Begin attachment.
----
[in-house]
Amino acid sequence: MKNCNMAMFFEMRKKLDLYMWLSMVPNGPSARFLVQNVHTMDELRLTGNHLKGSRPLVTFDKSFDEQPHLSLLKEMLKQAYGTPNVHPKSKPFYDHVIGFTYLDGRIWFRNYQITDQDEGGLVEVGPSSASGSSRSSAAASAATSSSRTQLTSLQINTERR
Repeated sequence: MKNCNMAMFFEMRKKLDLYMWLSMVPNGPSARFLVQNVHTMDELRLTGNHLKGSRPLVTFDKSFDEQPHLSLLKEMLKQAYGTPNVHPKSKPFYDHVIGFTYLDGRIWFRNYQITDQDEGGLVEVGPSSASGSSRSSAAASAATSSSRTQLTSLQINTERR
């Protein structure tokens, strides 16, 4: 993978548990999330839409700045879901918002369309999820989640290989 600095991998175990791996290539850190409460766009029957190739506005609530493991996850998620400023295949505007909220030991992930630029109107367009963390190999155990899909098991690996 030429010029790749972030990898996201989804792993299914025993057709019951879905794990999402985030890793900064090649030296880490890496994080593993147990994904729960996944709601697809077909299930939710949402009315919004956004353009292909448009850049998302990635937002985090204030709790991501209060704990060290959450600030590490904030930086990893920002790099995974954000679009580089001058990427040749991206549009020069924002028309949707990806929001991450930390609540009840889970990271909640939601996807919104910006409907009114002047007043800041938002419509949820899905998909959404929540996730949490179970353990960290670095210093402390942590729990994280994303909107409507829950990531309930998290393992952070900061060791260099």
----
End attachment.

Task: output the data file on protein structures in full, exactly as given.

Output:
[in-house]
Amino acid sequence: MKNCNMAMFFEMRKKLDLYMWLSMVPNGPSARFLVQNVHTMDELRLTGNHLKGSRPLVTFDKSFDEQPHLSLLKEMLKQAYGTPNVHPKSKPFYDHVIGFTYLDGRIWFRNYQITDQDEGGLVEVGPSSASGSSRSSAAASAATSSSRTQLTSLQINTERR
Repeated sequence: MKNCNMAMFFEMRKKLDLYMWLSMVPNGPSARFLVQNVHTMDELRLTGNHLKGSRPLVTFDKSFDEQPHLSLLKEMLKQAYGTPNVHPKSKPFYDHVIGFTYLDGRIWFRNYQITDQDEGGLVEVGPSSASGSSRSSAAASAATSSSRTQLTSLQINTERR
């Protein structure tokens, strides 16, 4: 993978548990999330839409700045879901918002369309999820989640290989 600095991998175990791996290539850190409460766009029957190739506005609530493991996850998620400023295949505007909220030991992930630029109107367009963390190999155990899909098991690996 030429010029790749972030990898996201989804792993299914025993057709019951879905794990999402985030890793900064090649030296880490890496994080593993147990994904729960996944709601697809077909299930939710949402009315919004956004353009292909448009850049998302990635937002985090204030709790991501209060704990060290959450600030590490904030930086990893920002790099995974954000679009580089001058990427040749991206549009020069924002028309949707990806929001991450930390609540009840889970990271909640939601996807919104910006409907009114002047007043800041938002419509949820899905998909959404929540996730949490179970353990960290670095210093402390942590729990994280994303909107409507829950990531309930998290393992952070900061060791260099």